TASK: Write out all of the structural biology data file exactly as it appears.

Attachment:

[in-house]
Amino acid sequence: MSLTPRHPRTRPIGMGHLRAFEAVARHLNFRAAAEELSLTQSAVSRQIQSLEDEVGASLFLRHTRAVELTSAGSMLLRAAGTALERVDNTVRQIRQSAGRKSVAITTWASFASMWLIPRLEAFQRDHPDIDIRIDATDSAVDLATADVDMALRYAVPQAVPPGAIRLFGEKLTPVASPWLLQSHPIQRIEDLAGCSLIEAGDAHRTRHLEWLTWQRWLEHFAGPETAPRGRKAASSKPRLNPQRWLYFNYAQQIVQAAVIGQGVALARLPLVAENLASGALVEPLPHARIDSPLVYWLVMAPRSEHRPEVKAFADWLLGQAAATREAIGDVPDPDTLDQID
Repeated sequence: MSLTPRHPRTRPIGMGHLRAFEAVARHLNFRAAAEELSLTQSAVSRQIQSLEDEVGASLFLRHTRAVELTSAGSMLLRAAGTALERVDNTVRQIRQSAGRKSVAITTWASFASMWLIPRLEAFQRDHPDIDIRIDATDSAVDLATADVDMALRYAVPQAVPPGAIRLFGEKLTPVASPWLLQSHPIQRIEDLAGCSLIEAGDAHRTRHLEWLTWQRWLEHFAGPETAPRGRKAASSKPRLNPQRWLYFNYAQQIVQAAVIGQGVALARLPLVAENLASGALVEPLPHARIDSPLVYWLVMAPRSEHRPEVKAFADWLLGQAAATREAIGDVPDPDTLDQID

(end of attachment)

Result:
[in-house]
Amino acid sequence: MSLTPRHPRTRPIGMGHLRAFEAVARHLNFRAAAEELSLTQSAVSRQIQSLEDEVGASLFLRHTRAVELTSAGSMLLRAAGTALERVDNTVRQIRQSAGRKSVAITTWASFASMWLIPRLEAFQRDHPDIDIRIDATDSAVDLATADVDMALRYAVPQAVPPGAIRLFGEKLTPVASPWLLQSHPIQRIEDLAGCSLIEAGDAHRTRHLEWLTWQRWLEHFAGPETAPRGRKAASSKPRLNPQRWLYFNYAQQIVQAAVIGQGVALARLPLVAENLASGALVEPLPHARIDSPLVYWLVMAPRSEHRPEVKAFADWLLGQAAATREAIGDVPDPDTLDQID
Repeated sequence: MSLTPRHPRTRPIGMGHLRAFEAVARHLNFRAAAEELSLTQSAVSRQIQSLEDEVGASLFLRHTRAVELTSAGSMLLRAAGTALERVDNTVRQIRQSAGRKSVAITTWASFASMWLIPRLEAFQRDHPDIDIRIDATDSAVDLATADVDMALRYAVPQAVPPGAIRLFGEKLTPVASPWLLQSHPIQRIEDLAGCSLIEAGDAHRTRHLEWLTWQRWLEHFAGPETAPRGRKAASSKPRLNPQRWLYFNYAQQIVQAAVIGQGVALARLPLVAENLASGALVEPLPHARIDSPLVYWLVMAPRSEHRPEVKAFADWLLGQAAATREAIGDVPDPDTLDQID